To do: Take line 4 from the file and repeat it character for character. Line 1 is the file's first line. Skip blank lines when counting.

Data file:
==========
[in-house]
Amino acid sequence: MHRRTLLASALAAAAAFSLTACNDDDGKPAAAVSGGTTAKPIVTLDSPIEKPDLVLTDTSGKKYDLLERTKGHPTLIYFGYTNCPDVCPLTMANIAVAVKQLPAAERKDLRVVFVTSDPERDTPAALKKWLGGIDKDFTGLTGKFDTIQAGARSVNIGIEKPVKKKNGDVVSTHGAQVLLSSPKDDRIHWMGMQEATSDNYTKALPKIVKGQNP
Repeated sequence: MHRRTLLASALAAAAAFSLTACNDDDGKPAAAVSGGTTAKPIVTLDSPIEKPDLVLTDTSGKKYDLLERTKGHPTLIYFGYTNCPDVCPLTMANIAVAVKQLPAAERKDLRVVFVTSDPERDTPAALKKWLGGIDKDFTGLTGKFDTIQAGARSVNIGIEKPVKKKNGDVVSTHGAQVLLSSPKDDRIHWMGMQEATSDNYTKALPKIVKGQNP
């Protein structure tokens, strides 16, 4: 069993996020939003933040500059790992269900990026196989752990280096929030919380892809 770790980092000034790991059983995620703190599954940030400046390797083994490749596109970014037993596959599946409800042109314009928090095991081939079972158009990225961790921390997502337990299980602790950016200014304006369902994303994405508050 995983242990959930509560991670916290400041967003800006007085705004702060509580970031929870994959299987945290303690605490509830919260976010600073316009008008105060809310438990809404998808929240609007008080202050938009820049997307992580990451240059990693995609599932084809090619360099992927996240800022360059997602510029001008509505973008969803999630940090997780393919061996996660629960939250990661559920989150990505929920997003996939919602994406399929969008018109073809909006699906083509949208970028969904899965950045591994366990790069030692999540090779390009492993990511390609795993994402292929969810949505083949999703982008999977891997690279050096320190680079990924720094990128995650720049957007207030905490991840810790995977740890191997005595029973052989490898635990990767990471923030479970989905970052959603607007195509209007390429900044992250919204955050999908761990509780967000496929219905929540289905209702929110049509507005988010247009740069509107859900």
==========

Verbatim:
């Protein structure tokens, strides 16, 4: 069993996020939003933040500059790992269900990026196989752990280096929030919380892809 770790980092000034790991059983995620703190599954940030400046390797083994490749596109970014037993596959599946409800042109314009928090095991081939079972158009990225961790921390997502337990299980602790950016200014304006369902994303994405508050 995983242990959930509560991670916290400041967003800006007085705004702060509580970031929870994959299987945290303690605490509830919260976010600073316009008008105060809310438990809404998808929240609007008080202050938009820049997307992580990451240059990693995609599932084809090619360099992927996240800022360059997602510029001008509505973008969803999630940090997780393919061996996660629960939250990661559920989150990505929920997003996939919602994406399929969008018109073809909006699906083509949208970028969904899965950045591994366990790069030692999540090779390009492993990511390609795993994402292929969810949505083949999703982008999977891997690279050096320190680079990924720094990128995650720049957007207030905490991840810790995977740890191997005595029973052989490898635990990767990471923030479970989905970052959603607007195509209007390429900044992250919204955050999908761990509780967000496929219905929540289905209702929110049509507005988010247009740069509107859900």